‘Going into the remodel we had several priorities.
Reconfigure the floor plan without adding much additional square footage to make the house flow better. We studied the “Not So Big House” books to achieve that.
Try and re-use everything that we could from the house.
Find historical architectural artifacts and re-use those where we could
Make any new materials look original.
‘We actually started the process 11 years ago. Once a year I had Jim Gunsolus (of Craftsman Woodworking) take out a window and I then had it stripped at the Strip Shop in Ferndale. The Glass house Co.in Ferndale would restore the leaded glass. Gunsolus then restored the ropes and weights and re-did the trim using old fir that he got from The RE Store. The effect was stunning and the cost about the same as if we had replaced the windows with new good quality wooden ones. At about the same time we wanted to put in a gas fireplace, which we did after I found a 100 year old mantle piece that came out of a house in Texas. The fun for me in these previous projects was that people thought these things were all original to the house.
‘In preparation for the current renovations, I have spent the last year looking for house parts and finding homes for the house parts that we were not going to use. The best items included:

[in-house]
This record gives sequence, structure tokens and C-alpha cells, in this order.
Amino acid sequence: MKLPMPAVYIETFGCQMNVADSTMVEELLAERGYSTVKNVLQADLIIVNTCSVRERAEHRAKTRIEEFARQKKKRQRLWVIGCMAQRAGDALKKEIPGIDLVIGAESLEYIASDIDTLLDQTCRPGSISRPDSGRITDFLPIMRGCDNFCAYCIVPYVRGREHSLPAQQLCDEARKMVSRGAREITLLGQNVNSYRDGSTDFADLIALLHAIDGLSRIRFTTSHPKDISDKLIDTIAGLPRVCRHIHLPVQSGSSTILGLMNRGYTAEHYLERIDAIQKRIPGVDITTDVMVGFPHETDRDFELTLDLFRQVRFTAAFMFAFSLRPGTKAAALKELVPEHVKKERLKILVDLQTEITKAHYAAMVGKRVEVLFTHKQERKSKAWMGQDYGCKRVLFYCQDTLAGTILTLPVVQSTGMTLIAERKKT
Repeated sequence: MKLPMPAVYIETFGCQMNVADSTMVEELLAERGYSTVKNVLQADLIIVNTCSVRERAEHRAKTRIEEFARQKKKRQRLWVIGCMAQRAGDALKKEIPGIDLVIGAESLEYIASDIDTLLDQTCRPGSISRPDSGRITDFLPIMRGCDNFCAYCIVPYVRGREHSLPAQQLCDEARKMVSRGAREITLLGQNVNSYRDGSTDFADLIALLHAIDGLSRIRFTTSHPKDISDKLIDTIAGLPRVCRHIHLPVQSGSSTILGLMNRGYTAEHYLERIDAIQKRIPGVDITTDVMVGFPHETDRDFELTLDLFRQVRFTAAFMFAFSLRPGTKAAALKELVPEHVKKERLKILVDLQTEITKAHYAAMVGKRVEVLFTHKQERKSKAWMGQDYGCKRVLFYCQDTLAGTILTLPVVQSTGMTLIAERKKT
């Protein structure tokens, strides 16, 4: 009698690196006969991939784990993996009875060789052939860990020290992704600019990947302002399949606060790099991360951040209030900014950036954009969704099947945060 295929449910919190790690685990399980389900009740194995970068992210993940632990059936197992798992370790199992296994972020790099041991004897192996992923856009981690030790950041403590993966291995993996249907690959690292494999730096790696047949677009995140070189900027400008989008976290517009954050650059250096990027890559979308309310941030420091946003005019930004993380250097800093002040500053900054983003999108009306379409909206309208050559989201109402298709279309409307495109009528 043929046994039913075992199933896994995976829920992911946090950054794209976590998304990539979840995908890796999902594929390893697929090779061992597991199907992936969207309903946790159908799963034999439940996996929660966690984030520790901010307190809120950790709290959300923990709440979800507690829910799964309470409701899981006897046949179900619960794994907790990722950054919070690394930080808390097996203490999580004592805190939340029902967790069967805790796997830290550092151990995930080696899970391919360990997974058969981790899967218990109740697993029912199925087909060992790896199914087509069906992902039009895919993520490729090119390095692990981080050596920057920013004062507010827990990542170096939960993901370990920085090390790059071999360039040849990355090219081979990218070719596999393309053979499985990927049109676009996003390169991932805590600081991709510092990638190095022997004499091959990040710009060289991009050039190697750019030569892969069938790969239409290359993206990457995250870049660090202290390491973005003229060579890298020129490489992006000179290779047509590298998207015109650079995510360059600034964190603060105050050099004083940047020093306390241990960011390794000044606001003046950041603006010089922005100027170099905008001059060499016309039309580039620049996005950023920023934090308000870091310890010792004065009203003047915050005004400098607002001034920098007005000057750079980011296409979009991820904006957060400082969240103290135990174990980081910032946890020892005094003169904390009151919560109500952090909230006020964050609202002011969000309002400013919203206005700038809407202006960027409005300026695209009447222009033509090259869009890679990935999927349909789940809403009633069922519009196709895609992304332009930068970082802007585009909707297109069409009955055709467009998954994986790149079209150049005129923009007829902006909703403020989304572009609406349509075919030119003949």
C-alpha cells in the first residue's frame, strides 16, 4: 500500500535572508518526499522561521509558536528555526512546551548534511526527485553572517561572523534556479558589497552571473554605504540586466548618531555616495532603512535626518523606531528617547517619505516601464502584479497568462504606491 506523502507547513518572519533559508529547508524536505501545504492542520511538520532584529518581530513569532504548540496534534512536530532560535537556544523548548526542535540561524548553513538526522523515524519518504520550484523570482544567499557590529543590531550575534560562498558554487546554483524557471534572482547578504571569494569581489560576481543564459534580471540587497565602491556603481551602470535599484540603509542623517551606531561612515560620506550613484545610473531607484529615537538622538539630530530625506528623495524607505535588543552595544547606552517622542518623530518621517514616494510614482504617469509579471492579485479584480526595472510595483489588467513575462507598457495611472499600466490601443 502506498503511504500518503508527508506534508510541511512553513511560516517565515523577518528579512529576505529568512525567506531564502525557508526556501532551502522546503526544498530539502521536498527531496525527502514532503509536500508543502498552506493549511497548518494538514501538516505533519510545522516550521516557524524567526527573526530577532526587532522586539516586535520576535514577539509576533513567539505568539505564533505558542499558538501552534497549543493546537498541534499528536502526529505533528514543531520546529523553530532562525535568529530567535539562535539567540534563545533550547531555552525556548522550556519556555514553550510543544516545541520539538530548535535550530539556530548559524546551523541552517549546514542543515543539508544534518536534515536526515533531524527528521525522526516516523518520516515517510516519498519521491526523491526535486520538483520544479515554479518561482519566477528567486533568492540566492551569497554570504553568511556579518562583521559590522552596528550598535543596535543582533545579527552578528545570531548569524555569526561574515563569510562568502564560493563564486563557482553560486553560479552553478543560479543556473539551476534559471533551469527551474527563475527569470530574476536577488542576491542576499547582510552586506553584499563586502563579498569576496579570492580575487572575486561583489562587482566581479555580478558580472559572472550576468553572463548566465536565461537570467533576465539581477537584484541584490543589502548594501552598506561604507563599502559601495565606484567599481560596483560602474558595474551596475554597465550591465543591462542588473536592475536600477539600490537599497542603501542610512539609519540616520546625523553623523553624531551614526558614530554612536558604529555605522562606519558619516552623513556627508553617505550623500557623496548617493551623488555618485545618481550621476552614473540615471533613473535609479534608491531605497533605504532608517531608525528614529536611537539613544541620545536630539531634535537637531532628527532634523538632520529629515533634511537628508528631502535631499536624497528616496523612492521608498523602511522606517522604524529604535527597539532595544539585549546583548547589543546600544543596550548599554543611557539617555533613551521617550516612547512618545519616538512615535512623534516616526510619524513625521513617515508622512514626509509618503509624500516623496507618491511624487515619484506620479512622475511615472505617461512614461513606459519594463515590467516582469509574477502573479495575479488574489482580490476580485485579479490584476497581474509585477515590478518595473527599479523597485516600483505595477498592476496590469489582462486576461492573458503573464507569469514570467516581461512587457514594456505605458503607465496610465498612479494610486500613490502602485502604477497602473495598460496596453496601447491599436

7 vintage doors, at Second Use in Seattle, that came from a house in the Queen Anne neighborhood. I needed exactly 7 doors and there they were! I then advertised the doors that I wasn’t going to use on Craigslist and a lady from Blaine who was restoring an old farmhouse was delighted to get them.
A classic 3 panel door that was the exact size that we needed in the kitchen from The RE Store. We also found a nice glass doorknob and lever door set from The RE Store but we are re-using most of our old door hardware.
A pair of antique leaded glass French doors from Second Use in Seattle
Vintage hemlock flooring from Earthwise in Seattle – some of the boards were 14 feet long from an old house in Wallingford.
An antique newel post was scored from Skagit Salvage. Gunsolus was able to make a smaller one to match it upstairs. You can’t tell which is old and which is new.
Surprises in the house included:
Historical memorabilia like a child’s homework project that was dated 1908 behind a cupboard.
Stripping the built in cupboards revealed beautiful old growth fir beneath all of the layers of paint.
We figured out how to re-use my favorite door as a pocket door.
Structural beams that had to be added upstairs became a wonderful part of the house.
The project also included a full replacement of the siding and bringing natural light into the home. Dylan Hicks of Bellingham Bay Builders shared more about the project.